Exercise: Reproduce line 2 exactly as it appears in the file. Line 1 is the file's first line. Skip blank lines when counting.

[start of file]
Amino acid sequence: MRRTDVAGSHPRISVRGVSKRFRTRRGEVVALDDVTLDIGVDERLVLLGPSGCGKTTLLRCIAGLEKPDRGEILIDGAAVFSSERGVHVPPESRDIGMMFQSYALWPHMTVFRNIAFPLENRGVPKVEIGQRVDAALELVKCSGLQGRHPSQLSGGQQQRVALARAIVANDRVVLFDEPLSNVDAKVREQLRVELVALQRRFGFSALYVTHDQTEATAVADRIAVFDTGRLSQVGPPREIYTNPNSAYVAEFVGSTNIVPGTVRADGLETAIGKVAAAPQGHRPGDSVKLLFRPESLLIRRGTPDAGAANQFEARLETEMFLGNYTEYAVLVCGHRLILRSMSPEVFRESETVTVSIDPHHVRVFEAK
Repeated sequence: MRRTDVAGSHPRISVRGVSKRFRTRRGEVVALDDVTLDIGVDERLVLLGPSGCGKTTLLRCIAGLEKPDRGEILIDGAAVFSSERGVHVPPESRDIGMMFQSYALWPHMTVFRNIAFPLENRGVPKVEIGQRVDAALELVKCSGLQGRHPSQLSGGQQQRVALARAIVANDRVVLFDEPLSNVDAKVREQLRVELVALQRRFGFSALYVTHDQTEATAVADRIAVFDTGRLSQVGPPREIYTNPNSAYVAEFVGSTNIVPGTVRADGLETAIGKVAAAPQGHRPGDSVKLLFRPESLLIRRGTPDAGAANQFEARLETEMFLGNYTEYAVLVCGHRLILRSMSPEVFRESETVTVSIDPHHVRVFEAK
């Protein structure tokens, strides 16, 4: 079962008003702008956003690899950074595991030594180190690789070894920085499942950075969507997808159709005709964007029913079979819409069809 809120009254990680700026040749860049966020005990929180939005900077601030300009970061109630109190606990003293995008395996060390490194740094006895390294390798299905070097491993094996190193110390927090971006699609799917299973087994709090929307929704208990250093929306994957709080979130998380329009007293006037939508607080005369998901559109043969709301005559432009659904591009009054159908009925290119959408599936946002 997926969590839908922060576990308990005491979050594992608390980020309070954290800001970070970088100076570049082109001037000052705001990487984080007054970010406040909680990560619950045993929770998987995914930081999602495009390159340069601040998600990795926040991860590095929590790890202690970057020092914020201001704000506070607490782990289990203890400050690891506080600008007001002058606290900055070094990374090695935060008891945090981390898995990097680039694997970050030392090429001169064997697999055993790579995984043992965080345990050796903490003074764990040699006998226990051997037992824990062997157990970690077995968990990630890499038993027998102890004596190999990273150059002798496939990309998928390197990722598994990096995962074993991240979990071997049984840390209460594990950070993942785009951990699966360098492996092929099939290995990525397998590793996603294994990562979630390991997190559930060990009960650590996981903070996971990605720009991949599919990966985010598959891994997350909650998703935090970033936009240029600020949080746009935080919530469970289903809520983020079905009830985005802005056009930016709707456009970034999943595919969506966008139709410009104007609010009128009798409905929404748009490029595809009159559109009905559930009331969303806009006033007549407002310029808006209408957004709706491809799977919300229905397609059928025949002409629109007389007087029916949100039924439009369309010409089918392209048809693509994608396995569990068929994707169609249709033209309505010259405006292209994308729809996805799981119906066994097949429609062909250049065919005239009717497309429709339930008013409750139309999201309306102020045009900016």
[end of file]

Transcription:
Repeated sequence: MRRTDVAGSHPRISVRGVSKRFRTRRGEVVALDDVTLDIGVDERLVLLGPSGCGKTTLLRCIAGLEKPDRGEILIDGAAVFSSERGVHVPPESRDIGMMFQSYALWPHMTVFRNIAFPLENRGVPKVEIGQRVDAALELVKCSGLQGRHPSQLSGGQQQRVALARAIVANDRVVLFDEPLSNVDAKVREQLRVELVALQRRFGFSALYVTHDQTEATAVADRIAVFDTGRLSQVGPPREIYTNPNSAYVAEFVGSTNIVPGTVRADGLETAIGKVAAAPQGHRPGDSVKLLFRPESLLIRRGTPDAGAANQFEARLETEMFLGNYTEYAVLVCGHRLILRSMSPEVFRESETVTVSIDPHHVRVFEAK